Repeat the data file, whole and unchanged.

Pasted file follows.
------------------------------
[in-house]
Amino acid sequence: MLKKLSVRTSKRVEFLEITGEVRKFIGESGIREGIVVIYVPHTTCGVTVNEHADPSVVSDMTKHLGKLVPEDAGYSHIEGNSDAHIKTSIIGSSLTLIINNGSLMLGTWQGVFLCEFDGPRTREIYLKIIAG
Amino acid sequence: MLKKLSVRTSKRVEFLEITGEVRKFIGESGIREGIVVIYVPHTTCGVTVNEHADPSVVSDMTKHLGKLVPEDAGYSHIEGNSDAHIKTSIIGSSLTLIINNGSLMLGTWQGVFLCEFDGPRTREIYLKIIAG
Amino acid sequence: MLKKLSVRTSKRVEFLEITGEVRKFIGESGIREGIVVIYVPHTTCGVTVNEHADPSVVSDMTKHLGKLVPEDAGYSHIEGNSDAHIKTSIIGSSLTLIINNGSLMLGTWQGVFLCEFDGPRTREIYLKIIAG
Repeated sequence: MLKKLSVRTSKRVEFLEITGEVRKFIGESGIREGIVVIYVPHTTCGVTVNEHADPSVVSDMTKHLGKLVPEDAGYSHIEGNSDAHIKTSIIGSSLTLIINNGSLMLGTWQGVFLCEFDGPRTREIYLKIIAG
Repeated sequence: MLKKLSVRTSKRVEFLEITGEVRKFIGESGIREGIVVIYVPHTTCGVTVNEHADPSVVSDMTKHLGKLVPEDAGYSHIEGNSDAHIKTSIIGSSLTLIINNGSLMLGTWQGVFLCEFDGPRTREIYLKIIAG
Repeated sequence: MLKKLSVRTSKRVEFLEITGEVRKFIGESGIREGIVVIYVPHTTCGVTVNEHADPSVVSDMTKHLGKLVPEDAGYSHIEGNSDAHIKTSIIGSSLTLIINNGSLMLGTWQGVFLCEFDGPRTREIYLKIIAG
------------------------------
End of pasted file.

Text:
[in-house]
Amino acid sequence: MLKKLSVRTSKRVEFLEITGEVRKFIGESGIREGIVVIYVPHTTCGVTVNEHADPSVVSDMTKHLGKLVPEDAGYSHIEGNSDAHIKTSIIGSSLTLIINNGSLMLGTWQGVFLCEFDGPRTREIYLKIIAG
Amino acid sequence: MLKKLSVRTSKRVEFLEITGEVRKFIGESGIREGIVVIYVPHTTCGVTVNEHADPSVVSDMTKHLGKLVPEDAGYSHIEGNSDAHIKTSIIGSSLTLIINNGSLMLGTWQGVFLCEFDGPRTREIYLKIIAG
Amino acid sequence: MLKKLSVRTSKRVEFLEITGEVRKFIGESGIREGIVVIYVPHTTCGVTVNEHADPSVVSDMTKHLGKLVPEDAGYSHIEGNSDAHIKTSIIGSSLTLIINNGSLMLGTWQGVFLCEFDGPRTREIYLKIIAG
Repeated sequence: MLKKLSVRTSKRVEFLEITGEVRKFIGESGIREGIVVIYVPHTTCGVTVNEHADPSVVSDMTKHLGKLVPEDAGYSHIEGNSDAHIKTSIIGSSLTLIINNGSLMLGTWQGVFLCEFDGPRTREIYLKIIAG
Repeated sequence: MLKKLSVRTSKRVEFLEITGEVRKFIGESGIREGIVVIYVPHTTCGVTVNEHADPSVVSDMTKHLGKLVPEDAGYSHIEGNSDAHIKTSIIGSSLTLIINNGSLMLGTWQGVFLCEFDGPRTREIYLKIIAG
Repeated sequence: MLKKLSVRTSKRVEFLEITGEVRKFIGESGIREGIVVIYVPHTTCGVTVNEHADPSVVSDMTKHLGKLVPEDAGYSHIEGNSDAHIKTSIIGSSLTLIINNGSLMLGTWQGVFLCEFDGPRTREIYLKIIAG